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What I have doen has been based on this article: http://msdn.microsoft.com/en-us/library/aa348547.aspx

I am trying to get a string from a merged dictionary that is loaded in app.xaml. I am trying to do this from a class that is not a code behind file. I know that the resource file can load in principle because page elements are being styled from the xaml markup from styles contained in the Styles.xaml file.

The app.xaml file

                <ResourceDictionary Source="Assets/Styles.xaml"/>

the styles.xaml file (edited down for simplicity)


    <clr:String x:Key="applicationName">TheKraken</clr:String>

The line of code i am using to try and access the resource

string appName = (string)App.Current.Resources["applicationName"];

Any idea what i am missing?

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When during app startup do you try and access the resource? Your actual usage looks correct. – Gone Coding Sep 30 '10 at 9:50
I am trying to use it after pages have been displayed. Its part of a custom login and token caching control. I have actually figured the problem out. – John Nicholas Sep 30 '10 at 15:07
up vote 1 down vote accepted

the real problem with this code is not the code itself.

The variable I am assigning the resource to is then consumed as part of a linq where clause.

You won't believe this as i had 3 people scratching their heads today. the situation was this: I have a set of contract statements that ensure the precondition that app.Current.Resources is not empty - these all pass

For the sake of demonstrating the oddity I assign the resource to 2 seperate strings. one of which is used in the linq where clause the other is there to demonstrate that pulling the string from the resource does actually work. The string that is in the where clause is null and cannot be set to anything other than null. The other string contains data as expected. Both strings are assigned to using precisley the same code. Even stranger yet, if i initialise a string to say "john" and then asign the resource data to it and then consume this in the linq then the assignment of "john" to the string also results in the string being null. the linq was working upon an XElement at the time.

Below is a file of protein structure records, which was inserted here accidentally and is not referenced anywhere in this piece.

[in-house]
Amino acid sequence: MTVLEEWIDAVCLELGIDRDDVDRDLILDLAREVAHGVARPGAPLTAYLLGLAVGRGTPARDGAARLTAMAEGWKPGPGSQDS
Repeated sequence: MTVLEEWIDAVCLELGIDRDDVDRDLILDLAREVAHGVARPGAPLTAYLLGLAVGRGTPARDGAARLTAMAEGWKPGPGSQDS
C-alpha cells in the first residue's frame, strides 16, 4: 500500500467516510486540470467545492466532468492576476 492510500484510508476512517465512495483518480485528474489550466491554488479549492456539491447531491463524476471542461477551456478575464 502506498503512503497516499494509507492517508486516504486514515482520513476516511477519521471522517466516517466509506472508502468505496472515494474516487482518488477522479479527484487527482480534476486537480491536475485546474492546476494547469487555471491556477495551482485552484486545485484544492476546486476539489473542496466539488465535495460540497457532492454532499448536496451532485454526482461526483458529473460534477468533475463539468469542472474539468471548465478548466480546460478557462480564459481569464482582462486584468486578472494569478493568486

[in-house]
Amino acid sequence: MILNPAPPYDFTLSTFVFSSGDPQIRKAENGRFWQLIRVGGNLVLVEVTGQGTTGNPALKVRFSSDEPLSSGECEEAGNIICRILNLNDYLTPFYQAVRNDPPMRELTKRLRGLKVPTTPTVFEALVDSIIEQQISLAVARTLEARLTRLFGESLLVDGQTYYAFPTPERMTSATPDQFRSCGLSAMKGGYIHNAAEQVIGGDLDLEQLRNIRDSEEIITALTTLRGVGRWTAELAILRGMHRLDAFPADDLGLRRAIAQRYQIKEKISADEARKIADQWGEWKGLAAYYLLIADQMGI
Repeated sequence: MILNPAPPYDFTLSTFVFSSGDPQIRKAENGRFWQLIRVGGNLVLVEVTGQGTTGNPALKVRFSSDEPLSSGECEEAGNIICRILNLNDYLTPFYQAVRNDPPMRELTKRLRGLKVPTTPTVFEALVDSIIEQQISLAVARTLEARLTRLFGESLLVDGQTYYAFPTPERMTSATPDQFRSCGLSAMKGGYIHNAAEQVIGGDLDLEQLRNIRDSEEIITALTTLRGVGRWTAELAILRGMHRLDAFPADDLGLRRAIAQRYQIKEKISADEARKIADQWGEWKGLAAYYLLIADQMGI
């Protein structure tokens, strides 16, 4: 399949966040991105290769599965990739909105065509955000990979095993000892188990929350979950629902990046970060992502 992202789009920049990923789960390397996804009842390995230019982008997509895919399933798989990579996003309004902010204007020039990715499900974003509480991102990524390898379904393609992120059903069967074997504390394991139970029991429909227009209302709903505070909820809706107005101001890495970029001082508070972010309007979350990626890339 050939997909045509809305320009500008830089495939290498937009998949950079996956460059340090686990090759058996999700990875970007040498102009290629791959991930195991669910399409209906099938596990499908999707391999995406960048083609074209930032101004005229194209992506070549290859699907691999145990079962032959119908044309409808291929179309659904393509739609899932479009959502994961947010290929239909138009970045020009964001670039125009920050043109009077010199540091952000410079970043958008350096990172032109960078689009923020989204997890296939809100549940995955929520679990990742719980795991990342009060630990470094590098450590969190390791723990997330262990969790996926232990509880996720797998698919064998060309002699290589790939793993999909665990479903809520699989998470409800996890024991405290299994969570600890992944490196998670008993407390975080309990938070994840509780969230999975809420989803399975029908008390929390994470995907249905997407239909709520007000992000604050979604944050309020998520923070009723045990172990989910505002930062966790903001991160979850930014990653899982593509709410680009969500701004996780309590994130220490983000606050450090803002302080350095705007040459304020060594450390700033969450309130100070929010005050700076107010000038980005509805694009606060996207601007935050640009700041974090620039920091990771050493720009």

string test = "John";
test =  (string)App.Current.Resources["applicationName"];
var results = from ........
              where x == test
              select something

this caused test to not get set to john - IE the linq after the code being questioned is having an effect on the assignment.

The fix to the problem was to move the linq out into another rmethod and then everything behaved normally. I do not have the slightest clue why this occured.

I would love to know though. Am very tempted to recreate it in a new project and send it to microsoft tbh. But am hoping there is a obvious and rational explanation.

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